Interviews were made with 15 teachers teaching Science Education, five in each of the countries Sweden, England and France. The study has its background in a larger research project concerning Swedish Science Education in Y6, where the data set is considerably larger. The interviews from England and France are collected in order to put the responses from Swedish teachers in perspective and contrast teaching traditions found in the Swedish data. The selection of teachers are not to be thought of as a representative sample, instead our sample is purposive in terms of opening up for variation in responses. The teachers were selected based on that they sometime in their teaching cycle taught students at their last year of a cycle, which occurs between the age of 10-12 years. All teachers were teaching science in their ordinary service, they were all well established at their schools and had a proper experience from teaching and enacting educational reform. Most of the teachers are generalist teachers, which mean that they in addition to science teach many other of the subjects in the curriculum. The interview questions covered what the teachers considered to be characteristic in science teaching, how they select teaching content and ways of assessing. In addition we asked questions about how different reforms have had impact on their privileging of teaching content and methods. This was done in order to get the teachers to reflect on their privileging of teaching content and methods, in other words, their valuations of what is most important in their science teaching. The interviews were made in the respondents’ native language and lasted between 35-60 minutes. All the interviews were recorded and transcribed verbatim by a professional transcriber, and translated into English to enable a joint analysis in the research group. The analyzing process included reading thoroughly all of the interviews, focusing on the following questions: - What knowledge content do science teachers talk about as privileged in their teaching? - In what ways do science education reforms influence teachers’ teaching and assessment practices? - What are the consequences of different local prerequisites for science teachers’ privileging of teaching content?
The preliminary results show that all but one of the teachers emphasize the importance of using laboratory experiments in science teaching. However, what is expressed as the aim of the experiment varies. A common view is that scientific investigations contribute to making science interesting, fun and to stimulate curiosity (cf. Högström, Ottander and Benckert, 2006). Another common aim in the responses is that teachers find investigative work useful in teaching about the scientific process. Though there are opposite positions: one alternative is to not value practical work as central, with the motive that we put too much faith in practical work. Concerning questions about how to teach about political and moral aspects of science, there were major differences among the responses. On one hand there were expressions about that these issues are not specific for science education, thus it is a shared responsibility. Other teachers thought of these questions as the most important content in science. The uncertainty that many of the teachers express when talking about these issues is expressed in different ways, for example in one way of responding is that bringing these questions into science classroom risks mixing up with religion, which could mean stepping into a minated area. In the light of curriculum reform several of the teachers cross the borders have experienced that due to recent reforms they have to be more specific about what to be taught which can lead to less imaginative science. The choices teachers make in their professional activities can appear as self-evident, and thus difficult to detect, change or question. To highlight teaching traditions shape an awareness of different options in teaching, e.g. the generic and specific features of teaching science. This knowledge can be informative e.g. in the planning of new reforms.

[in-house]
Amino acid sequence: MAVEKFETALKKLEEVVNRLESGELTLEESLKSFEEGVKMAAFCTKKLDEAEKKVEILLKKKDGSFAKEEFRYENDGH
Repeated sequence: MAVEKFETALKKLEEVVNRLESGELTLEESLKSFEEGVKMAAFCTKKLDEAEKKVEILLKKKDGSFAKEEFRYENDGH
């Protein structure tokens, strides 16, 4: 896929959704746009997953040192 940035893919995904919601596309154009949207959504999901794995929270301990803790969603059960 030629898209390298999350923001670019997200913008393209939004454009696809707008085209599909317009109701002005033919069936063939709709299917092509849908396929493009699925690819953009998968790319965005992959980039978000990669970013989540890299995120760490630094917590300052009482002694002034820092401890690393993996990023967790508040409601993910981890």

Aikenhead, G. S. (2006). Science education for everyday life. New York: Teachers College Press. Datnow, A., & Castellano, M. (2000). Teachers’ response to Success for All: How beliefs, experiences, and adaptations shape implementation. American Educational Research Journal, 37(3), 775–799. Fensham, P.J. (1988). Familiar but Different: Some Dilemmas and New Directions in Science Education. In Fensham, P. J. (Ed). Development and Dilemmas in Science Education, 1-26. Philadelphia: The Falmer Press. Gather-Thurler M. (2000.) Une innovation négociée : une porte étroite (Negociated innovations: a narrow door). Revue Française de Pédagogie, 130, 29-42 Högström, P., Ottander, C. & Benckert, S. (2006). Lärares mål med laborativt arbete: utveckla förståelse och intresse. Nordina, 5, 54-66. Lidar, M., Engström, S., Lundqvist, E., Almqvist, J. (submitted). Teaching traditions in Science Education in compulsory school and its relation to educational reform in Science Education in year 6. Nordina. Lidar, M., Karlberg, M., Almqvist, J., Östman, L. & Lundqvist, E. (2017).Teaching Traditions in Science Teachers’ Practices and the Introduction of National Testing. Scandinavian Journal of Educational Research. doi: 10.1080/00313831.2017.1306802 Lidar, M., Lundqvist, E., Ryder, J. & Östman, L. (2017). Transformation of teaching habits in relation to the introduction of grading and national testing in Sweden. Research in Science Education, First Online. 10.1007/s11165-017-9684-5 Marty, L., Venturini, P. & Almqvist, J. (2018). Teaching traditions in science education in Switzerland, Sweden and France: A comparative analysis of three curricula. European Educational Research Journal, Vol. 17(1) 51-70. Roberts, D.A. (2011). Competing visions of scientific literacy: the influence of a science curriculum policy image. In C. Linder, L. Östman, D. A. Roberts, P.-O. Wickman, G. Erickson & A. MacKinnon (red): Exploring the landscape of scientific literacy (p. 11-27). New York: Routledge.